LNGL puts US listing on hold

LIQUEFIED Natural Gas Ltd is putting its plans to list in the US on hold to secure offtake partners for its North American projects, and a Houston-based manager told Energy News this morning that it has seen an uptick of discussion of late even amid market oversupply.

LNGL puts US listing on hold

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LNGL announced this morning that the board has suspended all activity around redomiciling the company to the US to sort out offtake deals and develop the Mangolia project in Louisiana, which awarded a dredging contract to local firm Turners Bay in August.
 
"The board's decision allows management to maintain its focus on marketing the offtake at magnolia LNG and Bear Head LNG, to concentrate on opportunities to create additional long-term value for LNGL shareholders, and to strengthen liquidity," LNGL CEO Greg Vesey said.
 
LNGL chairman Paul Cavicchi said a US listing was still the "right step" for the company, but ensuring it proceeds deliberately and remaining attentive to shareholder expectations was the immediate priority.
 
The company has 16-20 million tonnes per annum of capacity under development and that there is a continuing demand for long-term contracts with LNG spot prices expected to rise.
 
Vesey told the North American Gas Forum this week that said LNG buyers' future portfolios would likely comprise 40% 20-year contracts, 40% 3-5-year contracts and 20% would be via the spot market.
 
"LNG demand may continue to increase as additional uses are found for the fuel, such as LNG bunkering," he said.
 
"Offtakers without long-term agreements leave themselves open to price volatility and unknown market dynamics."
 
Vesey said new buyers had been identified in new markets including eastern Europe, Jordan and Morocco, along with the largest growth market China and rising giant India.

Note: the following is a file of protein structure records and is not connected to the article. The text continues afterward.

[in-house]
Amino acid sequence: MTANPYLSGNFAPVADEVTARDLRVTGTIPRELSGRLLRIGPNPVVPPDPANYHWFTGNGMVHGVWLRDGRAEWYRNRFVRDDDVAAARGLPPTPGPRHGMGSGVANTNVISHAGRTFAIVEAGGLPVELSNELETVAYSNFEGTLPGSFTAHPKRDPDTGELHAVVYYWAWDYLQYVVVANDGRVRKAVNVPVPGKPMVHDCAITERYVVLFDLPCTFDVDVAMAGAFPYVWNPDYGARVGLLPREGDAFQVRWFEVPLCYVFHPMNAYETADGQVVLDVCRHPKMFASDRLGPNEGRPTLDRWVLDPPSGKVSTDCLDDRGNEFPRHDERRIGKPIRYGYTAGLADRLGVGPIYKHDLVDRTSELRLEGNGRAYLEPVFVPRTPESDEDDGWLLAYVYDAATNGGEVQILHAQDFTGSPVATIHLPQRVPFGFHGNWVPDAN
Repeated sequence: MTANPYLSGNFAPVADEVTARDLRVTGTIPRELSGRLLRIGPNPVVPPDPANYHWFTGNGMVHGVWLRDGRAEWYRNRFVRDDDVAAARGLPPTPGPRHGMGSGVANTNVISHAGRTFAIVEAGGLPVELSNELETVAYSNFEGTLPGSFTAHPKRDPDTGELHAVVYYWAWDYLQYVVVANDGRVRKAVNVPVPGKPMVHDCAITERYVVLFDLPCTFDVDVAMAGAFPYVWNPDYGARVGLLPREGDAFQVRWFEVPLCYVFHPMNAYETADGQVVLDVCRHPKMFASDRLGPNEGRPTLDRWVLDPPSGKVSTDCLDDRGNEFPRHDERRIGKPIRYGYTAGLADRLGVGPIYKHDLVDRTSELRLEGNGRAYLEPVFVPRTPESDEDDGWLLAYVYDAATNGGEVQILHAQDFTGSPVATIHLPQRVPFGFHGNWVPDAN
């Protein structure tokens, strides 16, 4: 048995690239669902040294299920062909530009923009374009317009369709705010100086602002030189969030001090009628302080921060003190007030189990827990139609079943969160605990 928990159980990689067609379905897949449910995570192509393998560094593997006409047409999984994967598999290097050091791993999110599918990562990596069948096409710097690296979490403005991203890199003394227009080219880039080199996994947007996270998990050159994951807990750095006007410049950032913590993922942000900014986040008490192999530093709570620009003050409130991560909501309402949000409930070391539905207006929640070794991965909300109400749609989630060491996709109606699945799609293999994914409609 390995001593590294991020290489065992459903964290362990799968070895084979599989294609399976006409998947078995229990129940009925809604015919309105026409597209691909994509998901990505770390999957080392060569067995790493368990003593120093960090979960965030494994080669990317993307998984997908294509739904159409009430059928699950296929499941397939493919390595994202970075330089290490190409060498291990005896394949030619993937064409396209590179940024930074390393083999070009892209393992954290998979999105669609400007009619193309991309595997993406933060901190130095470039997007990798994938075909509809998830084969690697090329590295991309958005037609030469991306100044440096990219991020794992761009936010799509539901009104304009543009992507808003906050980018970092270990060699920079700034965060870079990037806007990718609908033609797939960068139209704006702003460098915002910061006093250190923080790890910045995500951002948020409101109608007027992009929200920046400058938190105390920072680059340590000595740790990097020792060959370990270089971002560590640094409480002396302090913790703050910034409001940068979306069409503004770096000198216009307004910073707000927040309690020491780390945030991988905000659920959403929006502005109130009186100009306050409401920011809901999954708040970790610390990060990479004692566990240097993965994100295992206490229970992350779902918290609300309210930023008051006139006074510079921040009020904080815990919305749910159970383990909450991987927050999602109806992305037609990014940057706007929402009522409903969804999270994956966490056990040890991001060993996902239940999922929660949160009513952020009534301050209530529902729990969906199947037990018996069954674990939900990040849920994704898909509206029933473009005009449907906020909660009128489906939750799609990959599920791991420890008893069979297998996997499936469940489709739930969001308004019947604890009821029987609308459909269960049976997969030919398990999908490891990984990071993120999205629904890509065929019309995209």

Then there is South Korea, which has stated its intention to expand LNG imports.
 
However, LNGL's Houston-based senior manager investor relations Michah Hirschfield told Energy News this morning that the company was also looking to South America which is also importing LNG and Europe, which needs to diversify away from Russia.
 
"Buyers are realising that in order to have supply they need in 2022-23 when demand will outweigh supply they need to make a decision in the next 12-15 months on where they're going to get their LNG from," he said.
 
 
"We've seen an uptick in discussions which is positive, and we'll continue to have discussions with any credit-worthy partners who want to have those discussions with us."
 
While Asian markets and Latin America are being seriously considered, he emphasised that there are potential European partners who "want to diversify their base from Gazprom".
 
"They've been working with Gazprom for years but Gazprom has sometimes proved to be an unreliable partner, twice turning off the gas into Poland."
 
"Europe, South America, Asia are all potential partners as well as trading houses. The LNG market has become quite diverse and is getting more complex."
 
He said Gazprom could beat just about anybody in the market on price with their size and proximity, but from a geopolitical standpoint, having a diversity of supply from other parts of the world for Europe provides reliability and stability for those regions that need LNG.
 
 
LNGL was trading at 48.5c this morning.

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